There’s talk around the web today is about how, despite huge revenue and income gains in the third quarter, VMware can’t sustain this type of growth. Part of this stems from a brief commentary by Technology Business Research (TBR) analyst Jessica Breen, who believes the rigors of becoming a bigger business and the maturation of virtualization and cloud computing will limit future growth. Such analysis, however, ignores several realities regarding VMware’s cloud prospects.
As I wrote in a pre-VMworld report (subscription required) on VMware’s “cloudy ambitions,” opportunities abound, and VMware has its fingers in all of them. Public or private; IaaS, PaaS or SaaS; VMware has an offering. Furthermore, although competitive hypervisors are definitely eating away at market share, there’s still plenty of business to go around. Microsoft Hyper-V and Citrix XenServer have been growing far faster in terms of license revenue growth, but that doesn’t mean VMware can’t still grow. Have you seen the pick-up in adoption for Cisco UCS and VCE Vblock appliances? There’s VMware, tied to each one of those purchases.
But cloud computing remains the elephant in the room in terms of potential revenue. That market is so nascent that no one really knows who will prevail and how much money that will bring in, although virtualization/cloud management software means higher margins than do hypervisor licenses. Who’s to say what it will mean for revenue if VMware’s approach to internal clouds attracts a large number of customers, or if its cadre of vCloud service-provider partners — a list that now includes Verizon Business (with offerings targeting both enterprises and SMBs) — start to rake in users. Everyone thought Amazon Web Services wasn’t operating an overly profitable business, but UBS estimates showing high profits and sustained exponential growth changed a lot of minds.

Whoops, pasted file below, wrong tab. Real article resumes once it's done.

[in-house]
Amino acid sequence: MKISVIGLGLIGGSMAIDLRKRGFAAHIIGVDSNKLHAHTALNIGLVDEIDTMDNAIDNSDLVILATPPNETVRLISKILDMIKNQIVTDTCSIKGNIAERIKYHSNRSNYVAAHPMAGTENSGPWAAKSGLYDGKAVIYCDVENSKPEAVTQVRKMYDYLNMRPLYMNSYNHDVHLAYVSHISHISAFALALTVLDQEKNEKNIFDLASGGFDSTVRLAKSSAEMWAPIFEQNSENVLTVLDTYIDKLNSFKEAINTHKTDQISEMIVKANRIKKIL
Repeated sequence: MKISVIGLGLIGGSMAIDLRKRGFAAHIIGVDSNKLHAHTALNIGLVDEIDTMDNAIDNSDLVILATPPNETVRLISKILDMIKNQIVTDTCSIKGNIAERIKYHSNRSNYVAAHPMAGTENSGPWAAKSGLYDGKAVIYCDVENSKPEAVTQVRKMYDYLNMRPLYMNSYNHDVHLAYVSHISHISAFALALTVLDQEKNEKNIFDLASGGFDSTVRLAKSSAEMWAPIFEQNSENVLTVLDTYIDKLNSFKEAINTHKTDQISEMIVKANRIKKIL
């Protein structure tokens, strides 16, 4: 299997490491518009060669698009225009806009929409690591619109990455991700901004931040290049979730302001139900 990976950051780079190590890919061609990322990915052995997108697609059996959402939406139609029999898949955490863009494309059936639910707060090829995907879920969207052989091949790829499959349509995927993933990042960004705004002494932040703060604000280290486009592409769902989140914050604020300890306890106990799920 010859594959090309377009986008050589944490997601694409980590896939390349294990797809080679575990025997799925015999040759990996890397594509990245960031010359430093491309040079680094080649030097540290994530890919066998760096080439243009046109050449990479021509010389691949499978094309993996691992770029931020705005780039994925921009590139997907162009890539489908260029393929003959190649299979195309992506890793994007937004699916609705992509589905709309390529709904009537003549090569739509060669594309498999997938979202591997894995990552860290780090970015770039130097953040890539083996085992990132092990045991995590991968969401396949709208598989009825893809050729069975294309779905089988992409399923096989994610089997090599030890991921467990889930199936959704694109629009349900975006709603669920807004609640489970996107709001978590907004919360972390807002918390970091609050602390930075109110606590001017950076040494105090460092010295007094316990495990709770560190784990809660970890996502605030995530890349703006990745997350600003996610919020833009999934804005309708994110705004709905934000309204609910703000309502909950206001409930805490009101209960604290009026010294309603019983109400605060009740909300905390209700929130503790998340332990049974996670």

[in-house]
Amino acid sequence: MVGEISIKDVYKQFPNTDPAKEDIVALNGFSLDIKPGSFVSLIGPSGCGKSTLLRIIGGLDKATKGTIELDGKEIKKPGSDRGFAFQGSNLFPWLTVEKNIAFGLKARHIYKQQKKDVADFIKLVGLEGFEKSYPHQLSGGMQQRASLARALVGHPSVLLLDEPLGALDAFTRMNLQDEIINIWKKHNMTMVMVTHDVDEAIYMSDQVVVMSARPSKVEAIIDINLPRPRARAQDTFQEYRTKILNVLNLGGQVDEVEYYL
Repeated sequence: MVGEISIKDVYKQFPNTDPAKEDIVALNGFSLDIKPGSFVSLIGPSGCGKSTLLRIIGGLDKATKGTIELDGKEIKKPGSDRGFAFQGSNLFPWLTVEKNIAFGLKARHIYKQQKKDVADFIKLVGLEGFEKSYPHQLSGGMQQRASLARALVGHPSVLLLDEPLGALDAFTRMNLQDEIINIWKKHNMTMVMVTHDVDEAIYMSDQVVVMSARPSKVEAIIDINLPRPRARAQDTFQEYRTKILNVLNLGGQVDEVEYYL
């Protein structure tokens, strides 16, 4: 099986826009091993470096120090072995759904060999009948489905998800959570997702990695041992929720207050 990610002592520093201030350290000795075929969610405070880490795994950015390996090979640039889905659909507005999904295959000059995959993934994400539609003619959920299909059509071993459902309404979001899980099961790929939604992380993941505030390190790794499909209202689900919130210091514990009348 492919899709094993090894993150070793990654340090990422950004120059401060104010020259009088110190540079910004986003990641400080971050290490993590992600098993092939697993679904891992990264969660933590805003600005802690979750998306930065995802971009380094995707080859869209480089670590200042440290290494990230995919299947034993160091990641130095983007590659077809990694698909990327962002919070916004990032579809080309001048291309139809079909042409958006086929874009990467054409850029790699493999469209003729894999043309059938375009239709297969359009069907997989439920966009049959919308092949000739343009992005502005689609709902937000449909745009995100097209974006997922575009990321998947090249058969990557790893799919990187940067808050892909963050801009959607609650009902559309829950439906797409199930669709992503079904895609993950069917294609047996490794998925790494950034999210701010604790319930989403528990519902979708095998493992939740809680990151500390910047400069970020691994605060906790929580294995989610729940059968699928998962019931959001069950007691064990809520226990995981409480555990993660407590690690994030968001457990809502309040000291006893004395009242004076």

My point: It’s too early to tell whether VMware can keep on growing like it is right now. Even if it loses hypervisor market share, and its cloud market share never reaches such stratospheric levels, there’s no guarantee of a tight correlation to revenue. Throw a few more acquisitions into the mix, or the prospect of VMware getting acquired itself, and I’d say you have a crapshoot in which the only question is how much money VMware will earn. Even if it falls off, I don’t think you’ll hear many complaints about a meager 20 percent growth rate.
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